This morning I withdrew my name from the Burning River 100 registration list. Not an easy decision to make. As Volunteer Coordinator of the race I have seen a few withdraws come across to RD Joe via the on line contact form, and it seems like each comes with an emotional explanation and justification of why that person needs to claim a DNS this year.
For me, aside from a nagging pain or two, I haveta-wanna, and I just ... well... don't want it enough now to even try.
If you know me, you know this sounds a little surprising, unlike me, even. But times have changed. The schematic of my lifestyle reads differently than it did years ago. There comes a time when admitting limitations is healthy -- moreso emotionally even than physically. I have been running, I have been training. My body is physically ready to complete the 100+ miles. My mind is just not up to the task.
I am not a quitter. In fact, next weekend I will be running the Mohican 50 on Saturday and the Canton Marathon on Sunday. What makes this difficult for me is having to do it myself --rather, to get myself there, to both starting lines, without the benefit of having a partner or good friend to force me out of the house. No one really even to help me decide, camping or cabin, hotel or driving down morning-of the race. It's all me. Mentally I know this challenge will be quite a win once I complete it. Maybe to you it doesn't sound difficult, but for me, the getting there is the hardest part -- the running is simple.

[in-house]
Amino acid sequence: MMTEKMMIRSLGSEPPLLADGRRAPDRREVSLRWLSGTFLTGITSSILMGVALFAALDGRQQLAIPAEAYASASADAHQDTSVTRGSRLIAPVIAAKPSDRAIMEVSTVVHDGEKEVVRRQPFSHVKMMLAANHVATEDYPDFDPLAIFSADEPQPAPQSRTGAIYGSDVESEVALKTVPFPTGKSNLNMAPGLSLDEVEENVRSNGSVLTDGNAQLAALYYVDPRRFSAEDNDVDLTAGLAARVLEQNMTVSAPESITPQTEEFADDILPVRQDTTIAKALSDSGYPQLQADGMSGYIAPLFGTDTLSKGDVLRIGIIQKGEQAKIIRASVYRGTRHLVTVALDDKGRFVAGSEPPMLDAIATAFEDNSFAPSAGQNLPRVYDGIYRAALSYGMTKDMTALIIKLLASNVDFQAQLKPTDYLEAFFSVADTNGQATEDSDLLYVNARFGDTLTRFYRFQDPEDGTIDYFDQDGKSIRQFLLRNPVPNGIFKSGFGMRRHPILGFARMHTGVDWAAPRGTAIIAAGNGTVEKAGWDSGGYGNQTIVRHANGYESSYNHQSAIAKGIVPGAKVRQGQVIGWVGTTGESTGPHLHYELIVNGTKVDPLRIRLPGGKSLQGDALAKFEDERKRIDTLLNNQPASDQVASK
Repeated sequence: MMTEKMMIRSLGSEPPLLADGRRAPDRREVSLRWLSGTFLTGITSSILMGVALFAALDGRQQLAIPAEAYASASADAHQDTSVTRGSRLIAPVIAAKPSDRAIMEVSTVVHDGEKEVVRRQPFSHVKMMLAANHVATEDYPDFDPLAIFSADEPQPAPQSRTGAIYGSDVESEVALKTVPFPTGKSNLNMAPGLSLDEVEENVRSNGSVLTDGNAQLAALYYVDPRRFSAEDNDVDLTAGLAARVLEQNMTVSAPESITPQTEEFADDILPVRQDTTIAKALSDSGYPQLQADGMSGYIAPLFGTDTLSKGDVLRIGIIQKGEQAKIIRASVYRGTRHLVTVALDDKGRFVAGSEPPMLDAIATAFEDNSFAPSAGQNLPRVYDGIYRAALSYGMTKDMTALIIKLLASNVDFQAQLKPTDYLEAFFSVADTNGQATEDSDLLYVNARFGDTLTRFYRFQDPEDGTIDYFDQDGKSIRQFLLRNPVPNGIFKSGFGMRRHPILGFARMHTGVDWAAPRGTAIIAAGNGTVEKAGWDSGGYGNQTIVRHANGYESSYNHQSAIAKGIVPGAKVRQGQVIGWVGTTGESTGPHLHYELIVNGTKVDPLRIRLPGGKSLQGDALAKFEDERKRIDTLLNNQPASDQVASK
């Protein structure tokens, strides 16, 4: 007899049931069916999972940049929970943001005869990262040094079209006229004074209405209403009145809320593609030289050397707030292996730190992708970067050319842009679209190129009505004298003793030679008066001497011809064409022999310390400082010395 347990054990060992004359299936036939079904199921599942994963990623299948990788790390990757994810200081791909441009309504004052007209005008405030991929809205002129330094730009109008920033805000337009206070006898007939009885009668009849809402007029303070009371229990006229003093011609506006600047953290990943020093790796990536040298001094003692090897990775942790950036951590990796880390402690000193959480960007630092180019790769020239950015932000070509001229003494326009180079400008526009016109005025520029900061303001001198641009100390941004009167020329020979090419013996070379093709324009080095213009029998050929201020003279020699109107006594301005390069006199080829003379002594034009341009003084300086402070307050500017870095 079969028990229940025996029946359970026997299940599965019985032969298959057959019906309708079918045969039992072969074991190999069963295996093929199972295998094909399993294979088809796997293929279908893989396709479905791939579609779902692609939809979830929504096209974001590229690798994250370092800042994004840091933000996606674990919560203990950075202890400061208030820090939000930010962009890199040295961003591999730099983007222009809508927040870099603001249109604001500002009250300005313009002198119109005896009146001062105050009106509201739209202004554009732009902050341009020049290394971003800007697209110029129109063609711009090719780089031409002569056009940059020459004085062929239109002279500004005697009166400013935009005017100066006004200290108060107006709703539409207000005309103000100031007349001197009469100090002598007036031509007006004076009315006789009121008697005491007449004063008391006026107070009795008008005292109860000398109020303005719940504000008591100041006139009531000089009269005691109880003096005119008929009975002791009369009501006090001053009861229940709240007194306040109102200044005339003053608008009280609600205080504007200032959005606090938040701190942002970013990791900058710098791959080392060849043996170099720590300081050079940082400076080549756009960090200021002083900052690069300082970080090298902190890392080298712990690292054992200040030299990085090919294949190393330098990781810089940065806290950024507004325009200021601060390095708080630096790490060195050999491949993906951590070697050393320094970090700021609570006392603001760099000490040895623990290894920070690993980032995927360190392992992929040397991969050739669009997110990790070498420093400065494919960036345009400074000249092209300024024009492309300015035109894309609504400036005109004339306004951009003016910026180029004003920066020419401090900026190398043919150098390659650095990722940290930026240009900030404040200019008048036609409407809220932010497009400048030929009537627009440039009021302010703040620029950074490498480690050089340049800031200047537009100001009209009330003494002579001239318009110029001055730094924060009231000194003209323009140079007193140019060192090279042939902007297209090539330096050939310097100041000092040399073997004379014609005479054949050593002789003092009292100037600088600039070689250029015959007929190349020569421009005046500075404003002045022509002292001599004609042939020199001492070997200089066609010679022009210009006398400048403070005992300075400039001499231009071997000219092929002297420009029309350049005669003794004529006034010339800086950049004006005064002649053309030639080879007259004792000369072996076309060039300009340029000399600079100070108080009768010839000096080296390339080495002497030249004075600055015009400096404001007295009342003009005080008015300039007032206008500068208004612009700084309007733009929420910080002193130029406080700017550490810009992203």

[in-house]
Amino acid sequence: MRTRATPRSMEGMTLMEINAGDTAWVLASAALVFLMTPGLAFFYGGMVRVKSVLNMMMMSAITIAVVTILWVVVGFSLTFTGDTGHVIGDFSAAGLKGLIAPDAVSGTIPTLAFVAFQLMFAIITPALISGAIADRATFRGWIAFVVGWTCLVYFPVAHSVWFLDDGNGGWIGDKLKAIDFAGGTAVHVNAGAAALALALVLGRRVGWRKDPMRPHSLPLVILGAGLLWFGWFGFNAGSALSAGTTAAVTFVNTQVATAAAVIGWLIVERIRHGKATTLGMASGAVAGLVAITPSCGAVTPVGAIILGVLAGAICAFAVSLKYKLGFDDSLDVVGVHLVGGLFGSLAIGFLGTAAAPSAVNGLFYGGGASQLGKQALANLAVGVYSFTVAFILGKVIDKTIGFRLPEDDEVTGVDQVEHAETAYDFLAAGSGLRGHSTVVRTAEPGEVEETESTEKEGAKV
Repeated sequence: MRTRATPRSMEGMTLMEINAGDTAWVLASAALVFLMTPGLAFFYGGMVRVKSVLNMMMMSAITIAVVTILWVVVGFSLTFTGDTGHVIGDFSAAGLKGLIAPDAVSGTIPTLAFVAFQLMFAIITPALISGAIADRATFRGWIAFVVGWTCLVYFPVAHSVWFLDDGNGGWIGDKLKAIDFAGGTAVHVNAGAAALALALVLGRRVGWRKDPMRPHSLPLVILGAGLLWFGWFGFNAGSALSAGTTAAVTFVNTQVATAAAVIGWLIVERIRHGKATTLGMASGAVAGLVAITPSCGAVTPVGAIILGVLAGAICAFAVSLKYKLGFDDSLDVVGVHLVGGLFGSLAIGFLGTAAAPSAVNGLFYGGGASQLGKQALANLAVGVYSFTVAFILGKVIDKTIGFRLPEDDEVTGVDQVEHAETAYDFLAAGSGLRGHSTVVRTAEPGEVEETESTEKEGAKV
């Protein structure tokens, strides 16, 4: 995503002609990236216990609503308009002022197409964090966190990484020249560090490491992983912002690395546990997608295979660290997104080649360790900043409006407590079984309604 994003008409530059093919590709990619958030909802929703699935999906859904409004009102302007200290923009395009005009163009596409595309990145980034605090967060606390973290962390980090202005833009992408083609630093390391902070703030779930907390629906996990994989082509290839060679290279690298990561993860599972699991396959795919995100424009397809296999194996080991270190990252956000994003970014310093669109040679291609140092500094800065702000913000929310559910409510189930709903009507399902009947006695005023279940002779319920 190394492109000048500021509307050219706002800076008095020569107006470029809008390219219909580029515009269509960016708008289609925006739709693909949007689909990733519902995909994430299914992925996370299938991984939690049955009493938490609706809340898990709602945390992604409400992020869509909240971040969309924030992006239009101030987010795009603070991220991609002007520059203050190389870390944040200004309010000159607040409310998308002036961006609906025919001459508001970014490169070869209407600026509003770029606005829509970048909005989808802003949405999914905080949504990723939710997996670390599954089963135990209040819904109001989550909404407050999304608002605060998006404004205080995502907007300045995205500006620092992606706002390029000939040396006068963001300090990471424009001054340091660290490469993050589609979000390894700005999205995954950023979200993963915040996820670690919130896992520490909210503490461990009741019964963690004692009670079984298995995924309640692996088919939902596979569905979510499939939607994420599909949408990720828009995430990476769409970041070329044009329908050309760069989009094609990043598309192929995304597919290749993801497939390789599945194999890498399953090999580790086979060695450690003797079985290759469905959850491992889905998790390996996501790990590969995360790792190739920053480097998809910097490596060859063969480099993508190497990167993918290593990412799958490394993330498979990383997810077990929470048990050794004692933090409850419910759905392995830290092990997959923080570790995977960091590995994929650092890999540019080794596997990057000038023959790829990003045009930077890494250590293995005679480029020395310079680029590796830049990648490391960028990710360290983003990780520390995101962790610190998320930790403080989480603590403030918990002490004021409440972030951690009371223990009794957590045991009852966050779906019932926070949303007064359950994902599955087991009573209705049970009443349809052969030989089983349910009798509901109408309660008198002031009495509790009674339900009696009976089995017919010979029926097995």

Yesterday I had the opportunity to support a friend at an Olympic Triathlon event. I have been to triathlons before, but this one hit me in a different way. I looked at the ladies competing and really for the most part these women were fit, built actually, tough, capable happy people, and their events were over in about three hours. What joy it must be to start and finish a demanding event in less than three -- not seven or 24 or 30 -- hours, and have it still count -- have it still feel like a win.
Why do I feel that the only way I can "win" is to run longer than the average athlete? Come to think of it, the men in my life who convinced me that this was the only qualifier for toughness are essentially gone from my life, on the outside of my every day existence. It once mattered to me to have it matter to them. And now, it seems to just matter less.